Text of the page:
5. I shall now consider the validity of Bye-law No. 4-A. The first reason why the petitioner states that the said Bye-law constitutes an unreasonable restriction on his fundamental right to carry on business, is that the provisions of the Bye-law, read with Clause 15(1)(c) of the Scheme, are completely unworkable and impossible of performance. The matter is developed by Mr. Deb as follows: Sub-clause (a) of Clause (ii) as set out above, lays down that the applicant for the issue of a licence must satisfy the Commissioners that the staff proposed to he employed by the applicant direct was sufficient in number, fully trained and qualified. It the matter stood there, the only argument that could be advanced was that there was no specification for the words 'fully trained' or 'qualified*.But in addition to this, the applicant must satisfy the Commissioners that the staff booked by the applicant through the Dock Labour Board was sufficient in number. Under the Scheme, no staff can be booked through the Dock Labour Board by an employer (Clause 39) unless he 13 on the register of employers In order to be registered as an employer; a stevedfire is required to get a licence, and in order to get a licence he is required todo something which, he cannot do unless he is registered as an employer. It is obvious, therefore, that the whole thing is utterly unworkable. Next, let us come to Sub-clause (d) of Clause, (ii). Under this an applicant for a licence has to satisfy the Commissioners of the financial ability to meet his obligations to labour employed, on account of wages, and levy under the Dock Workers' (Regulation of Employment) Scheme, 1956 and compensation payable under the Workmen's Compensation Act. This has to be done at a point of time when the stevedore has not yet been registered as an employer and, therefore, cannot employ any labour. At that point of time, he cannot know what labour will be employed for future work and what their wages will be. The levy' mentioned is under Clause 52 of the Scheme. This again, does not come into the picture at all until the stevedore is registered as an employer. Until he has been registered as an employer and has actually employed labour, the levy does not become payable and cannot be calculated. Then again, compensation under the Workmen's Compensation Act can only arise where the workman meets with an accident arid the compensation has to be then calculated according to the facts arid circumstances of the case. How is it possible for an applicant to satisfy the Commissioners as to how much he will have to pay for compensation, before the accident has occurred, or how can he say whether any accident will occur at all within the periodof computation? It is clear to me, therefore, that Sub-clause (d) of Clause (ii) is completely unworkable. The next point taken is that the conditions that have been imposed by the Bye-law are so vague and uncertain that they are incapable of performance, I have already pointed out that the words 'fully trained' and 'qualified' occur in Sub- Clause (a) of Clause (ii), but it has not been stated as to what the: qualification or training should consist of. The training or qualification relates to the 'staff proposed to be employed. The 'staff* may consist of technical hands or non-technical hands. Take the case of. a clerk. What is the qualification that a clerk should possess? It hascertainly not been laid down or even indicated in the Bye-law. The provisions of Sub-clause (b) of Clause (ii) are even more vague. It requires that a -certificate should be produced,-- 'from an authority considered by the Commissioners to be competent'. It has not been indicated as to which authoritythe Commissioners consider to be competent. No particulars are given and no schedule is appendedto the Bye-law. How then can the Bye-law be complied with by the applicant? Then again, the certificate must be to the effect that the applicant possesses, 'proper gear' for the due performanceof his work. No particulars are given as to whatconstitutes 'proper gear'. This is, therefore, not possible of performance.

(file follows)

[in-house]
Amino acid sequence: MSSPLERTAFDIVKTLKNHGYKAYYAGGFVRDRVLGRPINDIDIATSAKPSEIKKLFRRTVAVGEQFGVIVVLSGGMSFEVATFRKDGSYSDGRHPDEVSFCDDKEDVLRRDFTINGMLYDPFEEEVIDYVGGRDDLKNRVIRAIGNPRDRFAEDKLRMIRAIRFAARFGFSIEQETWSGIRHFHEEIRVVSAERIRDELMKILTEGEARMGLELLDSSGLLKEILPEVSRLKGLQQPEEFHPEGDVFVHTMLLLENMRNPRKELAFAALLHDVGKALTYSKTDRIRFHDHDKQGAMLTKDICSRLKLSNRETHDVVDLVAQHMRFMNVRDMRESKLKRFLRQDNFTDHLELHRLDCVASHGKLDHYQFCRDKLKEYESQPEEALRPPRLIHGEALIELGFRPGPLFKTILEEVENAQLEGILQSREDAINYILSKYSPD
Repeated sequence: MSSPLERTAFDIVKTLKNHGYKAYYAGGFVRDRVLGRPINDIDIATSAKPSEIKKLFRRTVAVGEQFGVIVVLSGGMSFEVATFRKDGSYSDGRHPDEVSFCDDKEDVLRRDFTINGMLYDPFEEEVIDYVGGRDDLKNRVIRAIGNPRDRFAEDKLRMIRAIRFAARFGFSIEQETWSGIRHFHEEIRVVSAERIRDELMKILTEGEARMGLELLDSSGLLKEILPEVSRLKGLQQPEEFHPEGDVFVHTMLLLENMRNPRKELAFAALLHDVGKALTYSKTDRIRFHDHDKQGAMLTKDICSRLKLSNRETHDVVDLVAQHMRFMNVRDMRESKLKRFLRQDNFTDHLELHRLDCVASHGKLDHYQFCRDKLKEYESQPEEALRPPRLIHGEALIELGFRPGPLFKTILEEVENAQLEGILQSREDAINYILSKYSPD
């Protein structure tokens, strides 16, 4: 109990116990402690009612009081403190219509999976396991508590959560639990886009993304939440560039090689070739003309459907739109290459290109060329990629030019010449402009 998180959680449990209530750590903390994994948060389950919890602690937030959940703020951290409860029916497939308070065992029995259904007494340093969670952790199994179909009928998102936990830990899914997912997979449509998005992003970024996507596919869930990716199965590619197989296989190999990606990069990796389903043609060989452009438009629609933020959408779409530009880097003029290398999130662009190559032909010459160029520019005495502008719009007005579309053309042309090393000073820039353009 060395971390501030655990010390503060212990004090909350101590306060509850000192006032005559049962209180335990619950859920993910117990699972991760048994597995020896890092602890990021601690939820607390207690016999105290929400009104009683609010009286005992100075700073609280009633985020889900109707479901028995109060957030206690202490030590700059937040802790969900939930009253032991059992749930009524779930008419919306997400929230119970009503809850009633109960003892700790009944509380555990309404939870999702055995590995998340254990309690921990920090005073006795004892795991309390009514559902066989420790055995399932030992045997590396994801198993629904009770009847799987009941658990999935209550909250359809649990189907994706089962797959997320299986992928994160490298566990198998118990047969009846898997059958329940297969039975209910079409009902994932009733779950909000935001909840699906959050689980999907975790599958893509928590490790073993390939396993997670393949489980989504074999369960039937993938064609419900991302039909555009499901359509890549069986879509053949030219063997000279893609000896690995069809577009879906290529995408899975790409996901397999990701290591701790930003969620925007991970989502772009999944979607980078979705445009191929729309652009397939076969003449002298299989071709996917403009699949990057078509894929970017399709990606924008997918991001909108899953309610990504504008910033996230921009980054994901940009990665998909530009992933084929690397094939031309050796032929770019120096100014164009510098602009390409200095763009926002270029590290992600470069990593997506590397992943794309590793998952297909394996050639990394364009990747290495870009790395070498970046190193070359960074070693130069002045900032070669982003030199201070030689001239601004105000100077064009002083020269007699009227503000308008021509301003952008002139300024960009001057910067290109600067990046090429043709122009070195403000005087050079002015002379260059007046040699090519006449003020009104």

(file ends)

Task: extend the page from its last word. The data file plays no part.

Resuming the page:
6. The next point taken is that the provisions of this Bye-law are entirely arbitrary. In other words, it gives an arbitrary and unregulated power to an executive authority, depending on his subjective satisfaction, and therefore, the Bye-law constitutes an unreasonable restriction' on the fundamental right of the petitioner to carry on business. I shall presently consider the authorities which lay down the proposition that such a named and arbitrary power constitutes an unreasonable restriction on the fundamental rights of the petitioner under Article 19(1)(g) of the Constitution. I shall first examine the provisions to 'find out whether they are arbitrary and unregulated. In Clause (i) it has been laid down that the Commissioners may revoke, cancel or suspend any licence at any time they think fit and proper or refuse to renew such a licence, without assigning any reason. I do not think that there can be a better instance of a naked and arbitrary power than this. In fact, there-has been no attempt on behalf of the respondents to argue that such a power is not a naked or arbitrary power, I have already pointed out that in Sub-clauses (a) and (b) of Clause (ii) no particulars are given about the training required, or the qualification necessary, or about the 'proper gear that the applicant must possess, or of the authority which the Commissioners consider to be competent to grant a certificate. All this is therefore left to the subjective satisfaction of the Commissioners. In the absence of rules or specifications in that behalf, the power must be considered to be arbitrary. The applicant does not know as to what training or qualification of his staff would be acceptable to any particular body of Commissioners, or whether a certificate produced by him would be considered as competent, or whether the gear possessed by him would be considered, as proper. In my opinion, there can be no doubt that the Bye-law contains naked and arbitrary powers, without specification and without any regulation. The law on this point seems to be well-settled by the decisions; of the Supreme Court, and I shall briefly refer to the same.